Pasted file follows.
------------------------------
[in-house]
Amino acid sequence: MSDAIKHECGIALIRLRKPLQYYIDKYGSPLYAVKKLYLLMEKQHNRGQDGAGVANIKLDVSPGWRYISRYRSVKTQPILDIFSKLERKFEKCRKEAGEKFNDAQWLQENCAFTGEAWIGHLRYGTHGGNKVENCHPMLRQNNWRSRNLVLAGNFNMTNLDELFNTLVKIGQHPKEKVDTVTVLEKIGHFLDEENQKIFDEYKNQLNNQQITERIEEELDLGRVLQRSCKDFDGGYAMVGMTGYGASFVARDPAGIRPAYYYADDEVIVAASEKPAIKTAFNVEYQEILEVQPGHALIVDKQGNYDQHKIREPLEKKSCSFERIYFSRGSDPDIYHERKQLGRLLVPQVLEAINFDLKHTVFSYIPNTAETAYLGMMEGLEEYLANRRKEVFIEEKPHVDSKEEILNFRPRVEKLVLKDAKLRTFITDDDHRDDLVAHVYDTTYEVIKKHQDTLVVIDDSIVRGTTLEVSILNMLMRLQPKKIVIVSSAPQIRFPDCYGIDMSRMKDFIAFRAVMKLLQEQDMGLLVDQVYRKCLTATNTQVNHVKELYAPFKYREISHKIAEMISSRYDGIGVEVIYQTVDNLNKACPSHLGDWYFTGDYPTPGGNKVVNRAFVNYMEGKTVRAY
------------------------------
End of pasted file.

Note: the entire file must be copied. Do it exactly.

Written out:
[in-house]
Amino acid sequence: MSDAIKHECGIALIRLRKPLQYYIDKYGSPLYAVKKLYLLMEKQHNRGQDGAGVANIKLDVSPGWRYISRYRSVKTQPILDIFSKLERKFEKCRKEAGEKFNDAQWLQENCAFTGEAWIGHLRYGTHGGNKVENCHPMLRQNNWRSRNLVLAGNFNMTNLDELFNTLVKIGQHPKEKVDTVTVLEKIGHFLDEENQKIFDEYKNQLNNQQITERIEEELDLGRVLQRSCKDFDGGYAMVGMTGYGASFVARDPAGIRPAYYYADDEVIVAASEKPAIKTAFNVEYQEILEVQPGHALIVDKQGNYDQHKIREPLEKKSCSFERIYFSRGSDPDIYHERKQLGRLLVPQVLEAINFDLKHTVFSYIPNTAETAYLGMMEGLEEYLANRRKEVFIEEKPHVDSKEEILNFRPRVEKLVLKDAKLRTFITDDDHRDDLVAHVYDTTYEVIKKHQDTLVVIDDSIVRGTTLEVSILNMLMRLQPKKIVIVSSAPQIRFPDCYGIDMSRMKDFIAFRAVMKLLQEQDMGLLVDQVYRKCLTATNTQVNHVKELYAPFKYREISHKIAEMISSRYDGIGVEVIYQTVDNLNKACPSHLGDWYFTGDYPTPGGNKVVNRAFVNYMEGKTVRAY